This applies to visitors arriving by car, public transport OR on foot. But, as we understand, this does NOT affect walkers on the Dales Way.

Dales Way walkers are advised to arrive along the trail from south or north, to stick to the track and pass directly through the estate. A one-way system is in place, which will not affect walkers from south to north, but will affect walkers from north to south. Walkers should stick to the one-way system.

The problem arises because part of the Dales Way footpath through the estate follows permissive paths, which are not rights of way.

We are currently awaiting further clarification.

Controversial Fencing proposal alongside the Dales Way at Hebden

DalesWayatHebden

The section of path between Burnsall and Grassington is one of the most popular sections of the Dales Way. The easy walking and generally open aspect make it one of the best loved sections for Dales Way walkers and is particularly popular with local and day walkers.

From the suspension bridge north is a 1km open stretch of riverside along an avenue of chestnut trees, giving a feeling of parkland to this section of the Dales Way. Shallow waters with gravel beds at the northern end are a magnet to dog walkers and families with young children.

It is this popular section that is subject of a riverside regeneration and fencing project proposed by the local Angling Club.

The Appletreewick, Barden & Burnsall Angling Club (ABBAC) are proposing a replanting/regeneration scheme along the left river bank (alongside the Dales Way path) to combat erosion and improve the wildlife habitat, which includes the planting of “locally sourced, native species, primarily hawthorn, blackthorn, alder, hazel and rowan”.

To protect the area from grazing, they also propose to fence off the entire 1 km stretch from the suspension bridge gate to the gate at Howgill Beck, the fencing to run alongside the path between the path and the riverside.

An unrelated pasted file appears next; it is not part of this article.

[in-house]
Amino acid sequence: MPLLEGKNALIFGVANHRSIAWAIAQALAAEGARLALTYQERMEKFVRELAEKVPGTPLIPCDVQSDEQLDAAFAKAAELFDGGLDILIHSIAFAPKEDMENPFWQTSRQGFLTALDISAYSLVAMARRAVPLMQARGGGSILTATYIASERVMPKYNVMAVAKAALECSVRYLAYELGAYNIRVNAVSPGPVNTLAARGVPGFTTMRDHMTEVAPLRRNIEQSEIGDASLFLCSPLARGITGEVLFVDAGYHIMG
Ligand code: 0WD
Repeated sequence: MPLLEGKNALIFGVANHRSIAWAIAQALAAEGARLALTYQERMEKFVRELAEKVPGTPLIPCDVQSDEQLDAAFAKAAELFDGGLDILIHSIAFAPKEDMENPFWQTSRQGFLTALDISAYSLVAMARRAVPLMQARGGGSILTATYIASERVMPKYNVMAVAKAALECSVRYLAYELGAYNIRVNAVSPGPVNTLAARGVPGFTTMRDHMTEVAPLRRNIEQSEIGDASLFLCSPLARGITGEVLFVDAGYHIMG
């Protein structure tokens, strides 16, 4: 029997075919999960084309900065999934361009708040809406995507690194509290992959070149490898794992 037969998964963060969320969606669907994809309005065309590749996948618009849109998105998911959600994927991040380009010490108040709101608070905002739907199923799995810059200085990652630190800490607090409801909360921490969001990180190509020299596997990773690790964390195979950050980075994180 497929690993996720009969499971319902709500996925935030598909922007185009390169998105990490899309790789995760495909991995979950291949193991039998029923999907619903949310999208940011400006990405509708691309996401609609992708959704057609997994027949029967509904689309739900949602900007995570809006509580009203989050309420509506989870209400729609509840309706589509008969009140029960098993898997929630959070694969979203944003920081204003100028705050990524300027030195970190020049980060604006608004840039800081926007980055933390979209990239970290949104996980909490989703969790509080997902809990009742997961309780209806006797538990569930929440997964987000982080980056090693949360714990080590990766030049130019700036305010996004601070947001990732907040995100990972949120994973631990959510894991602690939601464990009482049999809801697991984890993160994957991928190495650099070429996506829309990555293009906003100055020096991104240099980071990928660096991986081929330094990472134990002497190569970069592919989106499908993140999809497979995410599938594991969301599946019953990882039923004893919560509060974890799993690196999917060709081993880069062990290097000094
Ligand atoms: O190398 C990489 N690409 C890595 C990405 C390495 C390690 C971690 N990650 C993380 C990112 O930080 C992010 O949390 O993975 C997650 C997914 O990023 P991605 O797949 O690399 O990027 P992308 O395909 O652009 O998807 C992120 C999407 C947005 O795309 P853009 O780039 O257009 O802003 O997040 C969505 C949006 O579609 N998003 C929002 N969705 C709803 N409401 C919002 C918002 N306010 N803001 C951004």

The fencing will include 4 small gates “to allow access for the anglers”.

The £18,000 project has the support of the landowner and has received a £4,000 grant towards the cost form a National Park administered award.

Unfortunately, the first we knew of the scheme was when we read about it in the Craven Herald on July 16th.

The National Park Authority has given the public until August 21st to comment. The Dales Way Association has prepared a report on the scheme, which can be found on our website.

The proposal is likely prove very unpopular with local walkers.

See the DWA report at:- http://www.dalesway.org/downloads/Hebden-fencing-report.pdf

Bolton Priory footbridge closed for repairs

priory bridge

The popular footbridge at Bolton Priory, which carries the Dales Way footpath across the river Wharfe, is to be closed for 2 days from Monday August 3rd to Wednesday August 5th.

In February the bridge was damaged by floodwater and in March the National Park Authority put a 6 month closure order on the bridge, though people continued to cross it.

High waters have delayed the repair work, which involves replacing a section of the bridge nearest to the Abbey. Local contractors will be carrying out the work.

Walkers should stick to the east side of the river from the Priory, taking the access road from the Cavendish memorial to the Cavendish Pavilion, to rejoin the Dales Way there.

Patchy reboot to Dales Way

The Station Inn at Riiblehead has re-opened

As businesses gradually open up again walkers are returning to the Dales Way, some doing day walks or short sections and others planning to walk the whole trail. Companies like Brigantes, Contours and Sherpa Van are booking full walking holidays or baggage carriage and pubs, cafes and B&Bs are beginning to welcome guests again.

The Station Inn at Ribblehead – a popular spot for Dales Way walkers, has now re-opened.

The picture is not the same everywhere however and the situation is changing rapidly. In Dentdale for example we hear that only Stone Close Tearoom and Ewegales Campsite are currently open while all three pubs remain closed.

It is important therefore that walkers check with individual businesses before setting off.

A list of accommodation providers can be found at http://www.dalesway.org/accommodation.htm